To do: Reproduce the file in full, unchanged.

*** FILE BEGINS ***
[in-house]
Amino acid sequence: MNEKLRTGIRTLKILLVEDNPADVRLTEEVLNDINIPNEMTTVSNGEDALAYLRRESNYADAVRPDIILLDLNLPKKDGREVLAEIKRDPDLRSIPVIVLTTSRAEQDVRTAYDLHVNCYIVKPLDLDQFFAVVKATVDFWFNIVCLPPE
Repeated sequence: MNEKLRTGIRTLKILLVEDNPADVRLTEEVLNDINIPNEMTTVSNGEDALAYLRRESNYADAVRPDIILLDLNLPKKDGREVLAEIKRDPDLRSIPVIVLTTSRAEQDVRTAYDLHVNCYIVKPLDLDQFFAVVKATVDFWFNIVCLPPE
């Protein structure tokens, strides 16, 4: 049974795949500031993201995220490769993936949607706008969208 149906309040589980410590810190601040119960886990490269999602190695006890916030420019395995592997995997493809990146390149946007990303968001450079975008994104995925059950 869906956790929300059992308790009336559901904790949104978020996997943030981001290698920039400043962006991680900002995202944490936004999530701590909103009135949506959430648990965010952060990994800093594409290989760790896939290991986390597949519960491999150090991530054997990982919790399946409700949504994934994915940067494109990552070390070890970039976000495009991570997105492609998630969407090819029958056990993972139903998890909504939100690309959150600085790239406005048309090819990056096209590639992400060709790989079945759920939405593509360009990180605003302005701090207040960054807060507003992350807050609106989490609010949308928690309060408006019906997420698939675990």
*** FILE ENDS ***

[in-house]
Amino acid sequence: MNEKLRTGIRTLKILLVEDNPADVRLTEEVLNDINIPNEMTTVSNGEDALAYLRRESNYADAVRPDIILLDLNLPKKDGREVLAEIKRDPDLRSIPVIVLTTSRAEQDVRTAYDLHVNCYIVKPLDLDQFFAVVKATVDFWFNIVCLPPE
Repeated sequence: MNEKLRTGIRTLKILLVEDNPADVRLTEEVLNDINIPNEMTTVSNGEDALAYLRRESNYADAVRPDIILLDLNLPKKDGREVLAEIKRDPDLRSIPVIVLTTSRAEQDVRTAYDLHVNCYIVKPLDLDQFFAVVKATVDFWFNIVCLPPE
């Protein structure tokens, strides 16, 4: 049974795949500031993201995220490769993936949607706008969208 149906309040589980410590810190601040119960886990490269999602190695006890916030420019395995592997995997493809990146390149946007990303968001450079975008994104995925059950 869906956790929300059992308790009336559901904790949104978020996997943030981001290698920039400043962006991680900002995202944490936004999530701590909103009135949506959430648990965010952060990994800093594409290989760790896939290991986390597949519960491999150090991530054997990982919790399946409700949504994934994915940067494109990552070390070890970039976000495009991570997105492609998630969407090819029958056990993972139903998890909504939100690309959150600085790239406005048309090819990056096209590639992400060709790989079945759920939405593509360009990180605003302005701090207040960054807060507003992350807050609106989490609010949308928690309060408006019906997420698939675990």